Last Updated September 5, 2023.
This I Believe: The Personal Philosophies of Remarkable Men and Women, edited by Jay Allison and Dan Gediman, is a collection of essays from NPR's critically acclaimed "This I Believe" series. Although the series is subjective in nature and offers a wide range of perspectives, there are a few common themes in the collection.
Personal Beliefs versus Cultural Norms
The most obvious theme in the collection of personal essays is the outline of one's beliefs or principles in life. Each essay—regardless of the person's background and characteristics—is written with conviction. The concept of one's individual belief system is contrasted and interwoven with the social norms that the world around them dictates. After all, one's beliefs are constructed, mostly, from one's firsthand experiences in life. However, these personal beliefs can also be created or manipulated by the larger belief systems existing in the outside world (e.g., religion, political ideologies, secondhand knowledge, the media, advertisements, pop culture, etc.).
In most of the essays in the collection, there is more or less a push-pull dynamic between keeping one's personal beliefs intact as the beliefs of others try to contradict the former. The participants in the "This I Believe" series come from an eclectic range of backgrounds, nationalities, political stances, faiths, and cultures. This makes their personal beliefs more pronounced to the readers because their perspectives and ideas may not fit in with the principles of others. This superimposition of the individual against the society (represented by the readers) makes the collection of essays compelling.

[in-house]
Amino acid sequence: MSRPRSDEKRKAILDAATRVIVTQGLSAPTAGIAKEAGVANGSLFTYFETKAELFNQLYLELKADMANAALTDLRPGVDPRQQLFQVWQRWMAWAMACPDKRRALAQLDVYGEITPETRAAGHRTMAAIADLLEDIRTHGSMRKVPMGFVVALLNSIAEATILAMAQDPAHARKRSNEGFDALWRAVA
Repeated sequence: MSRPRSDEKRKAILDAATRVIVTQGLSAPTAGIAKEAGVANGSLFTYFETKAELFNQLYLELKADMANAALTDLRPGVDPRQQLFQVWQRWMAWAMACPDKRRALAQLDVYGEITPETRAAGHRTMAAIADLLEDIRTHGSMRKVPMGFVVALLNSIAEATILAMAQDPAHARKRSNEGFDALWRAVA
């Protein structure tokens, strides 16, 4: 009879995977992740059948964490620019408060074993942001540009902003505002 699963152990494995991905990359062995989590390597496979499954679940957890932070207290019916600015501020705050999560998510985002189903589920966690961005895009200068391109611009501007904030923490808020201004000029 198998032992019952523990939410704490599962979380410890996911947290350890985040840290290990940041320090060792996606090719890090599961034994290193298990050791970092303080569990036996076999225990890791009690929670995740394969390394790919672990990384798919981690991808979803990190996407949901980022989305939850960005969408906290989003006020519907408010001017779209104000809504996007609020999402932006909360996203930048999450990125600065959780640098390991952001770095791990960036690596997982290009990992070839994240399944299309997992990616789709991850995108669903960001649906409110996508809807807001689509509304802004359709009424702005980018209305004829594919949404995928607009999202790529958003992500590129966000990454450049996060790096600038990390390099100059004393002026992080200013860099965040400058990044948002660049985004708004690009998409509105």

American Identity and Diversity
Although the essayists in the collection come from different cultural backgrounds, they are, for the most part, residents of the United States. This makes the collection of essays—although personal and microscopic in perspective individually—seem like a large mosaic of perspectives representing the diversity of America. One essay might offer a belief or perspective that differs from the next piece, and this contradiction is representative of America's dynamic population.
The Effect of Profession on Personal Beliefs
Each essay writer is identified, partly, by his or her career. One is a lawyer, while another essayist is a member of the parole board. One's job and what it entails is essential to the person's story and belief system. For instance, an essayist who has worked within the penal system for decades has a nuanced perspective on prison reform and civil rights. Another essayist's personal beliefs are shaped by their job as a hospital clerk.